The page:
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You are listening to Search the Scriptures Daily, a radio ministry of The Berean Call. Still to come, Dave and Tom continue their weekly in-depth study of the Doctrine of Salvation, please stay with us.
CONTENDING FOR THE FAITH
In this regular feature Dave and Tom respond to questions from listeners and readers of The Berean Call. Here’s this week’s question: Dear Dave and Tom, I have often heard from those in pulpits and pews that God loves the sinner but hates the sin. How does that square with Psalm:5:5: “Thou hatest all doers of iniquity.”
Dave, there are some other verses, I mean, people are always mentioning, “Jacob I love, Esau I hated.” Leviticus:20:23 says, “And ye shall not walk in the manners of the nation, which I cast out before you: for they committed all these things, and therefore I abhorred them” Proverbs, I mean, there are other verses, how do we reconcile, or should we go around saying, Well, God loves the sinner, hates the sin, you know, For God so loved the world, what about it?
Well, we certainly know He loves the sinner, because you just quoted it, God s loved the world, that includes sinners, doesn’t it? Now, I abhorred them or I hated them. I think if we studied that a bit, you know, you’re talking about “the nations that I’m casting out, I abhorred them.” Well, I think He abhorred them because of what they did. He didn’t abhor them because He just decided to abhor them. In other words, God doesn’t hate some people and love other people, the Bible never teaches that. But the workers of iniquity, the Lord is angry with them, He is angry with the wicked every day. So I think we would take it more in that light, but He does love them, He loved the world, the whole world it says, so much that He gave His Son. And on the cross Jesus said of those who were mocking Him, who had nailed Him to the cross, surely include the soldiers who nailed Him. It would include Pilate who sentenced Him, it would include the Rabbi’s who prosecuted the case. He said, “Father, forgive them, they know not what they do.” And Isaiah 53 tells us it pleased Yahweh, it pleased Jehovah to bruise Him. Well, that’s an incredible statement, Tom. It pleased God to punish His Son for the sins of the world. So, we’ll have to understand such verses, “I abhorred them” or hate the wicked. We have to understand them in the context of the whole of scripture, and just to repeat myself, it doesn’t mean that God just decided some people He hates, and other people He loves. No, He loves them all, but there comes a point when He abhors them because of their wickedness, they are a stench in His nostrils.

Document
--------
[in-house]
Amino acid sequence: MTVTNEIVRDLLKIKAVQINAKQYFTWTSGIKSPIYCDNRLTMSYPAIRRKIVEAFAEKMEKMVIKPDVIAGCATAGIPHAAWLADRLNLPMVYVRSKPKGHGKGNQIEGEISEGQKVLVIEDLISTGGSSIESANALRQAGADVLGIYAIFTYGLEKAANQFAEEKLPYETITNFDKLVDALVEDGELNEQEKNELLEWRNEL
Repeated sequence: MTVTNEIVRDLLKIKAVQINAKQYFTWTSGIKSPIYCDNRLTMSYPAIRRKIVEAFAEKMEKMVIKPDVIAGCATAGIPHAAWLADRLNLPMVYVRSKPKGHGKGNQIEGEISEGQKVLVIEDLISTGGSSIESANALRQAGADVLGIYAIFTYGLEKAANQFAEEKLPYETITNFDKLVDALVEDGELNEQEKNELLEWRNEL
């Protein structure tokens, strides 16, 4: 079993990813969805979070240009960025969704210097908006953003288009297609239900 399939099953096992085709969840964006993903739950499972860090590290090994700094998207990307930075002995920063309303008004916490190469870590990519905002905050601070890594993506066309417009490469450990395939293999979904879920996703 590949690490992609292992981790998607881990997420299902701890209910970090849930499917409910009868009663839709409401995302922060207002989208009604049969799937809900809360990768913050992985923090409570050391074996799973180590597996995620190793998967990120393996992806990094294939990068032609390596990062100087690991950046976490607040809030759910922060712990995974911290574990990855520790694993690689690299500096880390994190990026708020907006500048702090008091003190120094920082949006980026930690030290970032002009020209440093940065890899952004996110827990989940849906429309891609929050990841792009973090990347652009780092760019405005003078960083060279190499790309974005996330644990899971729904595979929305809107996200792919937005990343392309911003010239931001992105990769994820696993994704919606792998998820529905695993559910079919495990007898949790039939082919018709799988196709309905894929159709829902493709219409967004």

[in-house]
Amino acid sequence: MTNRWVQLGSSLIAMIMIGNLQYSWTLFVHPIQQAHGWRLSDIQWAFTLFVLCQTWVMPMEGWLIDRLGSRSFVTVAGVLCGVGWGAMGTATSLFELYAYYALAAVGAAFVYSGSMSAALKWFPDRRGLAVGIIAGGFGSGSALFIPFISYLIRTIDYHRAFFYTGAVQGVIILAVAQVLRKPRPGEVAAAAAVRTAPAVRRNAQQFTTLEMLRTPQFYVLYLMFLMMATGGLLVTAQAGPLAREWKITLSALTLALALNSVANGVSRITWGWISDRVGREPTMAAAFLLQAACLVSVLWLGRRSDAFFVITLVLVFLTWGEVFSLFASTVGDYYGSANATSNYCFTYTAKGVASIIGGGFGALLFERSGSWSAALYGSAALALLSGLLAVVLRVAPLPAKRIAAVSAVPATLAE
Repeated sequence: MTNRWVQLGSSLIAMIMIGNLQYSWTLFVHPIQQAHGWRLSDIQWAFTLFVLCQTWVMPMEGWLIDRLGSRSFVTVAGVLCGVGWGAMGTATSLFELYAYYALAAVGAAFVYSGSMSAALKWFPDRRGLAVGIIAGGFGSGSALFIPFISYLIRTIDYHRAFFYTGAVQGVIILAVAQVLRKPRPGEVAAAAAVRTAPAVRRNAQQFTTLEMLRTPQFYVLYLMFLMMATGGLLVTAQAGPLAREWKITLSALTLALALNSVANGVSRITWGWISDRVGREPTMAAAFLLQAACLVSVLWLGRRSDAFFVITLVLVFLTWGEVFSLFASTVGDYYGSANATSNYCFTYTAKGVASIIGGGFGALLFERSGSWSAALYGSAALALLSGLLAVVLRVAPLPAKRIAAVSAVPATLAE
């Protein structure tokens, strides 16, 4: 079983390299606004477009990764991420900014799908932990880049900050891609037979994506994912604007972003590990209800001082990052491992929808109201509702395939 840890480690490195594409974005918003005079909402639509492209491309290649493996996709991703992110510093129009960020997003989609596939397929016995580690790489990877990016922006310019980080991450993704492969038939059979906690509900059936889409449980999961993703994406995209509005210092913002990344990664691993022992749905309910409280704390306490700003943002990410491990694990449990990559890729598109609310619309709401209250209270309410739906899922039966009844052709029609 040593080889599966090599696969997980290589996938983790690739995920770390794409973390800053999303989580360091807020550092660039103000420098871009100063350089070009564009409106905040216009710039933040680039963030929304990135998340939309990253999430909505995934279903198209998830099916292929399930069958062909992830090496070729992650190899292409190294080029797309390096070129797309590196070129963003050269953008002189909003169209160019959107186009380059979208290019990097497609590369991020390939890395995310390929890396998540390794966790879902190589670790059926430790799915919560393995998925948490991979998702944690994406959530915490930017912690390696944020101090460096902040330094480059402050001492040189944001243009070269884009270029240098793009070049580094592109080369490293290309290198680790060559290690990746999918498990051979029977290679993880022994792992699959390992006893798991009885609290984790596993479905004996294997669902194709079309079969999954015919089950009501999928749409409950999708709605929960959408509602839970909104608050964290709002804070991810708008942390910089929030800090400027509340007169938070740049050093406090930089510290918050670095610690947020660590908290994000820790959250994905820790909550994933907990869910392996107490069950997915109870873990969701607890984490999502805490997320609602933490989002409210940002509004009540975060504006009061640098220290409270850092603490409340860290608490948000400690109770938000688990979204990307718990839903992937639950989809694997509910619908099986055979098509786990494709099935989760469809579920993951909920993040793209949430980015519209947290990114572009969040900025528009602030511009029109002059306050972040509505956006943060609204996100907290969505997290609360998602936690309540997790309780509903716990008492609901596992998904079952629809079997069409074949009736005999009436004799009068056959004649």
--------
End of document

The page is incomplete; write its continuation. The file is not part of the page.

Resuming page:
Dave, let’s go back to the verse that atheists like to confront us with: “Jacob I loved, Esau I hated.”
Well Tom, let’s turn to Romans Chapter 9, and we have to read the Bible very carefully. “As it is written, it says, Jacob have I loved, Esau I hated” and when it says, as it is written, you had better find out where it was written. He’s not quoting from back in Genesis when Jacob and Esau were first born, He’s quoting from Malachi, the last book in the Old Testament, and it’s very clear—let’s look at it real fast—It’s very clear that He’s not talking about Jacob and Esau as individuals. You see, the Calvinists loves this verse because then they can say, Well, He’s decided to send Jacob to heaven and Esau to hell, it isn’t even talking about Jacob and Esau as individuals, it’s talking about their descendants, and that is very clear. Rebecca, she couldn’t have children, and Isaac entreated the Lord, Genesis:25:21, entreated the Lord because she was barren and the Lord was entreated and she conceived. The children struggled together within her, and she said, “If it be so, why am I thus?” She went to inquire of the Lord, and the Lord said unto her: Well, you’ve got two boys in there and one of them I’m going to hate and the other one I love. No, it doesn’t say that, it says, Two nations are in thy womb, two manner of people shall be separated from thy bowels, but one people shall be stronger than the other people, and the elder shall serve the younger, the elder people. Now, the fact that this is—there are many reasons why this is not a prophecy about Jacob and Esau as individuals, had it been, it’s a false prophecy, because Esau never served Jacob, but the nation descended from him, the Edomites, they served Israel. So, God loves all, but when you rebel and you are just in sin and wickedness, God is not going to love that, and He will abhor you because of what you do but not because you as a person He wanted to send to hell.
Well, Dave, we have the example of Hebrews chapter 12, Jesus, very simple, Jesus loves, and you know, we have this sort of humanistic concept of Jesus, but He says, Those whom I love I scourge, I chastise. There is a discipline involved in there. Some people would say, No, that’s evil, that’s abuse, and so on.
So, Tom, it’s wonderful we have to think these things through, and that’s one of the things that I have against so-called paraphrases, or they’re going to dumb it down— Oh, we want to make it so everybody, any idiot can understand this. Well then, you ruined it because Peter says, There are many things hard to be understood that Paul wrote. What does that mean, I’ve got to think about it, I’ve got to meditate on this, I have to learn some lessons, and there is a depth to the Bible.
Plus, as we’ve seen, Dave, to our horror we have an individual claiming to speak for the Lord in a paraphrase like The Message , which is the worst case that I can think of.